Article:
What is the pattern in a double slit experiment near the slits?

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Summary:

Does this picture show that there is no fringe near the slits?

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  • #2
vanhees71
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Yes, but I wouldn't argue with Bohmian mechanics but with standard wave mechanics. Qualitatively you can understand the diffraction problem with the Huygens principle, i.e., the wave pattern behind the slits is found by taking the wave field in the slits as given and construct the field behind the slits by a superposition of spherical waves originating from any point in the slits. Close to the slits these partial waves from two different slits do not overlap and thus there's no interference of contributions from different slits. Going farther away the contributions start to overlap and interference occurs. Very far from the slits there's no way to distinguish the contributions from the individual slits, i.e., there's no more which-way information and you have the full interference pattern of in Fraunhofer conditions.

This picture also explains that you need a coherent source which "illuminates" the slits to begin with. Otherwise you don't see interference fringes at all.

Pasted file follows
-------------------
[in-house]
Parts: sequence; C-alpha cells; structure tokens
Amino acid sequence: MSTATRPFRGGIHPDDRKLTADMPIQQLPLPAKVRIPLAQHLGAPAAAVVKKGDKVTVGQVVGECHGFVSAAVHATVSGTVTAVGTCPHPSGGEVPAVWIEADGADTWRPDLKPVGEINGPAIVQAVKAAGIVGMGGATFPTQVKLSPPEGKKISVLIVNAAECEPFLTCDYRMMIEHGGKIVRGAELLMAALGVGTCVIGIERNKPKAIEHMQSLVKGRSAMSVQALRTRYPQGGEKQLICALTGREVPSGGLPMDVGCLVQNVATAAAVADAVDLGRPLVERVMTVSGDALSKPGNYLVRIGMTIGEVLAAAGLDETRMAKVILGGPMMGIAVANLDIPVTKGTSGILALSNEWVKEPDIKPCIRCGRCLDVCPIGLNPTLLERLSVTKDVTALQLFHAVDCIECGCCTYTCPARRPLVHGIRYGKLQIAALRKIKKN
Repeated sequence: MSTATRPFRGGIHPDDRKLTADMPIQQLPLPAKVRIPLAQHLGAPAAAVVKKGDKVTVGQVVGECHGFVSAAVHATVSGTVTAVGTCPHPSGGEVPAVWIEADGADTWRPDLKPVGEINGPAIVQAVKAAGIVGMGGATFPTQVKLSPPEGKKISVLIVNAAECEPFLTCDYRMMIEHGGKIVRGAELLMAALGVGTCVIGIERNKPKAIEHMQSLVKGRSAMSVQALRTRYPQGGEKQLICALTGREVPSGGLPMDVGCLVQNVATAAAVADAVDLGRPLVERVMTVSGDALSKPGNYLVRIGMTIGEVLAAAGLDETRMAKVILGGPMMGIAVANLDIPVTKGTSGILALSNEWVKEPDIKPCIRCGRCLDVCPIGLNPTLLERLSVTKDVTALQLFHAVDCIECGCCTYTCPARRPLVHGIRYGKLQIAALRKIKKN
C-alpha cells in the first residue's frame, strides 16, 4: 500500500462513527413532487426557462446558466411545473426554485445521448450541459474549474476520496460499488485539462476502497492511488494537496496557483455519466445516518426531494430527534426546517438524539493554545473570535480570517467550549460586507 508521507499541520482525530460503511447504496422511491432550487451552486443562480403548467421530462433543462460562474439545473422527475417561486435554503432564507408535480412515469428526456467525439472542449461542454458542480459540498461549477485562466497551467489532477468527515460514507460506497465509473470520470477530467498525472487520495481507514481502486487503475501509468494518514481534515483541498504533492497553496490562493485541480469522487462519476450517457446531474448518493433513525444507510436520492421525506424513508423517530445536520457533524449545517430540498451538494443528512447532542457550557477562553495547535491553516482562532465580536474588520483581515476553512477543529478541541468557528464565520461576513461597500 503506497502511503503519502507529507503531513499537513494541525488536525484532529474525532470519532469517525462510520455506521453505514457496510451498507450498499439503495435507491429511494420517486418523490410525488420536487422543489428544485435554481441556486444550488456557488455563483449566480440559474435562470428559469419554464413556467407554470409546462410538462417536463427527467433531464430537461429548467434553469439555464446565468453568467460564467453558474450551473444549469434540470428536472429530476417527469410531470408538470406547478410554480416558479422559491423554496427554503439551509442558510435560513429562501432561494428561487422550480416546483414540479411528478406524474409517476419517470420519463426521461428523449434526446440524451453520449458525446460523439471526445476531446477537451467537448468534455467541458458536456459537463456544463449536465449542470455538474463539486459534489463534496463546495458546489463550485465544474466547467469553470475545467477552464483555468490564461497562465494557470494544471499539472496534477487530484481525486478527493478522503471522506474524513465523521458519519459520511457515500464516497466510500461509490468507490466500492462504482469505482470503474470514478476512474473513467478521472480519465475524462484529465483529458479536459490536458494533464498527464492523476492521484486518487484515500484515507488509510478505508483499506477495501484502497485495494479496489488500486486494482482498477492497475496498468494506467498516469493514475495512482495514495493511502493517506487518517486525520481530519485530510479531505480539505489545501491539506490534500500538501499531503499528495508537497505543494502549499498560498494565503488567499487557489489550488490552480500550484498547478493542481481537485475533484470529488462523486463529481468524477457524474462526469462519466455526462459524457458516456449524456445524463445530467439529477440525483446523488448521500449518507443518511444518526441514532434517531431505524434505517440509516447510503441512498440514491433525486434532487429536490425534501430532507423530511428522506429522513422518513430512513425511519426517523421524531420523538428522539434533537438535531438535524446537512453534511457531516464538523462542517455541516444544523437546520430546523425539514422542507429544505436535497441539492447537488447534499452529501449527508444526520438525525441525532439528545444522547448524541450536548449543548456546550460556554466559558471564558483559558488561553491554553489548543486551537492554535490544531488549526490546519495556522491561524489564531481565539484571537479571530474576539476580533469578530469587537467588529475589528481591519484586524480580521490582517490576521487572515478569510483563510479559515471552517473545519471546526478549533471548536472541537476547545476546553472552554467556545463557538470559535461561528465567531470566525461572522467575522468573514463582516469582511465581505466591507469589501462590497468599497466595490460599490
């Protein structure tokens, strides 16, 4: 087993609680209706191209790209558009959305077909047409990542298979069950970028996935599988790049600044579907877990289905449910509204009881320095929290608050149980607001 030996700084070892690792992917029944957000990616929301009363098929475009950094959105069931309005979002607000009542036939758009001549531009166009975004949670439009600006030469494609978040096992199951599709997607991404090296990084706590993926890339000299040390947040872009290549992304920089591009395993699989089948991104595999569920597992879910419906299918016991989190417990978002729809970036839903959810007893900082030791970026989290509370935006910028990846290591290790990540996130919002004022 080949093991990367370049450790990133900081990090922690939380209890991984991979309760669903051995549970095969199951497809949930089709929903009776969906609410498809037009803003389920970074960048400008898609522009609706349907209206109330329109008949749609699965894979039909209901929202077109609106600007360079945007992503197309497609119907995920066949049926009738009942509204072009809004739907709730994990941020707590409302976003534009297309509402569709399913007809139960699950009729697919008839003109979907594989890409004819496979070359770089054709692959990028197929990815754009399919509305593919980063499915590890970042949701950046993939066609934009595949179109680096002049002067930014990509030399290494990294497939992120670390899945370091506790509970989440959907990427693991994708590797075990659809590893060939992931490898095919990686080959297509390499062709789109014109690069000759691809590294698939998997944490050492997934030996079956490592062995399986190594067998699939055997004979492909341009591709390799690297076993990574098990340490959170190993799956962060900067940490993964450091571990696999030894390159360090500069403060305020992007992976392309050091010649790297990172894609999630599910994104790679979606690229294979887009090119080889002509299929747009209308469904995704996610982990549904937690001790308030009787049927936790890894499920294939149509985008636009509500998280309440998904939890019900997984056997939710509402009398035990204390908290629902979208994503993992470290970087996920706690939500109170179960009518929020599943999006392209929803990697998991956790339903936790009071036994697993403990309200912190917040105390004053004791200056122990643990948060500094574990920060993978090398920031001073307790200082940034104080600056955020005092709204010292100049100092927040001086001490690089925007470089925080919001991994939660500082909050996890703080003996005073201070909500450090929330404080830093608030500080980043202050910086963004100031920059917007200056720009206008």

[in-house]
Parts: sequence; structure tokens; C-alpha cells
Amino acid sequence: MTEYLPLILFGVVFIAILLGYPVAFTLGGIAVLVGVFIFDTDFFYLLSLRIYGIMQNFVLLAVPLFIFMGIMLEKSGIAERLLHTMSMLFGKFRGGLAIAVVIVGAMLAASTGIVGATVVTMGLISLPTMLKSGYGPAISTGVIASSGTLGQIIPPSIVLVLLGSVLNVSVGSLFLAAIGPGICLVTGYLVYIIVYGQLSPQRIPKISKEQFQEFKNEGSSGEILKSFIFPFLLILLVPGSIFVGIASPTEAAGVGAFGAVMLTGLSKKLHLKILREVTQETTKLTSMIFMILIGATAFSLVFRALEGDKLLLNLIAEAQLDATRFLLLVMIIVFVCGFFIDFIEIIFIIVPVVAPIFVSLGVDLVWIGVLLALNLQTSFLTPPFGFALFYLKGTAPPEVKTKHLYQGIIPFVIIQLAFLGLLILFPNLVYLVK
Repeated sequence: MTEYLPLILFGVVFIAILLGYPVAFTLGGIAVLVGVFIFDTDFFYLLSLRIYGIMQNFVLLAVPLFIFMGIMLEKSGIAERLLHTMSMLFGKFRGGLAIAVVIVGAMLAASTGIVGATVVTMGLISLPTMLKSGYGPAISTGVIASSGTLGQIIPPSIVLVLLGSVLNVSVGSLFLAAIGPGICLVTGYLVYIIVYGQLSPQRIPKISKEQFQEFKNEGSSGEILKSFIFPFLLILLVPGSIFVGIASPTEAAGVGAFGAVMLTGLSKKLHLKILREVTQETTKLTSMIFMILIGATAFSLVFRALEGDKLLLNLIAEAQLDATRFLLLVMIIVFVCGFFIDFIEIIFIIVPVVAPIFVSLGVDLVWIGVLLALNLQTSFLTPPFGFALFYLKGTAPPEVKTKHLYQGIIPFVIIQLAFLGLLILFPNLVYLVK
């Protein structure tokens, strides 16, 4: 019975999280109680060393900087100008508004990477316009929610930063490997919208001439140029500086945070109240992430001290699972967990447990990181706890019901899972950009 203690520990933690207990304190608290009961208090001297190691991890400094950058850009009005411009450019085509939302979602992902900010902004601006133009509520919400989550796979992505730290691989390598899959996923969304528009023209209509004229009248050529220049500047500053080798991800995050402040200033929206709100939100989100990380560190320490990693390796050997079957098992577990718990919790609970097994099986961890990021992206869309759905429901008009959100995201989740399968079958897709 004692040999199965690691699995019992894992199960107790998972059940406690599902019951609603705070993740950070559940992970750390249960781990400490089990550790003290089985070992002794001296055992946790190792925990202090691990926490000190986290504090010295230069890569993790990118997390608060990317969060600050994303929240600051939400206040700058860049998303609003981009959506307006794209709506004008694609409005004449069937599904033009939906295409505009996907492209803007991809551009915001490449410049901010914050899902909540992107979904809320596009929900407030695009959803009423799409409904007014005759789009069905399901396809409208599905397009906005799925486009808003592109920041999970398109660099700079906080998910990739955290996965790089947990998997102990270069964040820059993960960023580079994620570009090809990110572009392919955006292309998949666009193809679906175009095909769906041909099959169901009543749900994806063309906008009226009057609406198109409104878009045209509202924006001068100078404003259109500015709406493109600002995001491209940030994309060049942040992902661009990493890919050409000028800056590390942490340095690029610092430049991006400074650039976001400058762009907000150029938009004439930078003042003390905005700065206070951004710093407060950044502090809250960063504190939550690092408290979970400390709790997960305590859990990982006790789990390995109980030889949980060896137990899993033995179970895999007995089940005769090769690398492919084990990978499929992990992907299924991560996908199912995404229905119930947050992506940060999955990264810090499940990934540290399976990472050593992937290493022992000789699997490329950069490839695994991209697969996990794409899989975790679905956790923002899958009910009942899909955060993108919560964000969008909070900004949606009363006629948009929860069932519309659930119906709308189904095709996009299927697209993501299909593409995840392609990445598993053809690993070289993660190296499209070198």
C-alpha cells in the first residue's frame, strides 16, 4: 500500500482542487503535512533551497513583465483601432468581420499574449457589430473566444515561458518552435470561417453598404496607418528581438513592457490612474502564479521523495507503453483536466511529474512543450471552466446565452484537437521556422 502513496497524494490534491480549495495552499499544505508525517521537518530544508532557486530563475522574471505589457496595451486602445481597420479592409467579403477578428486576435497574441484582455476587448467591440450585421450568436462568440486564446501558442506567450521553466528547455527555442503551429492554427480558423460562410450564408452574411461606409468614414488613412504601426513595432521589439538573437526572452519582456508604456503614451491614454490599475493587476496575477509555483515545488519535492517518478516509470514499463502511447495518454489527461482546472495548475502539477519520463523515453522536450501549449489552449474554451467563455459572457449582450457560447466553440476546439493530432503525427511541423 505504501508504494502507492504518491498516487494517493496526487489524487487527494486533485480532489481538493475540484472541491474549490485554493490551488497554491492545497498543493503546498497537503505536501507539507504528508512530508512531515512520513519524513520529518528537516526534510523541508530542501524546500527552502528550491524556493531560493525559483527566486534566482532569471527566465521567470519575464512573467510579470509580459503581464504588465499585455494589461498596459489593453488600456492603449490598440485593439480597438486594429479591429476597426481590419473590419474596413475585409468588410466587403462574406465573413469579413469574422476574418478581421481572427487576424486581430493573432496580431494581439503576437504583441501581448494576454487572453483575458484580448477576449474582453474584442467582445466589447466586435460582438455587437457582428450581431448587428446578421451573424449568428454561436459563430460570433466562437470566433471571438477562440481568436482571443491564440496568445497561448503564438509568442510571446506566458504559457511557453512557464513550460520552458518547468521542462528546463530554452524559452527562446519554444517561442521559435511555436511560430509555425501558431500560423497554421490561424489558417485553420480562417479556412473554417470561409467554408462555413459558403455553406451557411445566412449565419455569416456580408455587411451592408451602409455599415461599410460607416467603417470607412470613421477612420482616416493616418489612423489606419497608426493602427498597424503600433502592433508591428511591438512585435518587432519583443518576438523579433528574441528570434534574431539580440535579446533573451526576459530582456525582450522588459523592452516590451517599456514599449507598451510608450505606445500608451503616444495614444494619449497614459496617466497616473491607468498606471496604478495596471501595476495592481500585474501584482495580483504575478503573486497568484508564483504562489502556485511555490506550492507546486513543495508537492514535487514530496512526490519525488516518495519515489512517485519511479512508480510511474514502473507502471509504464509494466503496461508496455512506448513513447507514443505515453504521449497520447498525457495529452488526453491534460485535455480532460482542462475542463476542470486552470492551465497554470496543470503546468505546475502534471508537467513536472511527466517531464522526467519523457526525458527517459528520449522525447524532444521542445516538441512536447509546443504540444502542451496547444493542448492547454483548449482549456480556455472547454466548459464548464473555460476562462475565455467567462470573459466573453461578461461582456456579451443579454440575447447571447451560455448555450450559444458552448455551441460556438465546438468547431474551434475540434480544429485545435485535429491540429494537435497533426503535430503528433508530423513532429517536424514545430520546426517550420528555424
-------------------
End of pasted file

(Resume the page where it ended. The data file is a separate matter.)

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Going farther away the contributions start to overlap and interference occurs. Very far from the slits there's no way to distinguish the contributions from the individual slits, i.e., there's no more which-way information and you have the full interference pattern of in Fraunhofer conditions.
So the distance between the screen and the slits is a parameter which control the which way information. full information (1) near and null at infinity. Is this WWI(d) an exponentian?

Do you know other interferometry devices which also have a continuous parameter controlling the fringe visibility?
thanks.
 
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Have we also a null visibility of the fringes near the slits when their width tend to zero?
 
  • #5
vanhees71
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Very close to the slits there are no interference fringes, because the partial waves originating from the different slits are not overlapping in this region and thus there's nothing to interfere.
 
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Very close to the slits there are no interference fringes, because the partial waves originating from the different slits are not overlapping in this region and thus there's nothing to interfere.
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Very close to the slits there are no interference fringes, because the partial waves originating from the different slits are not overlapping in this region and thus there's nothing to interfere.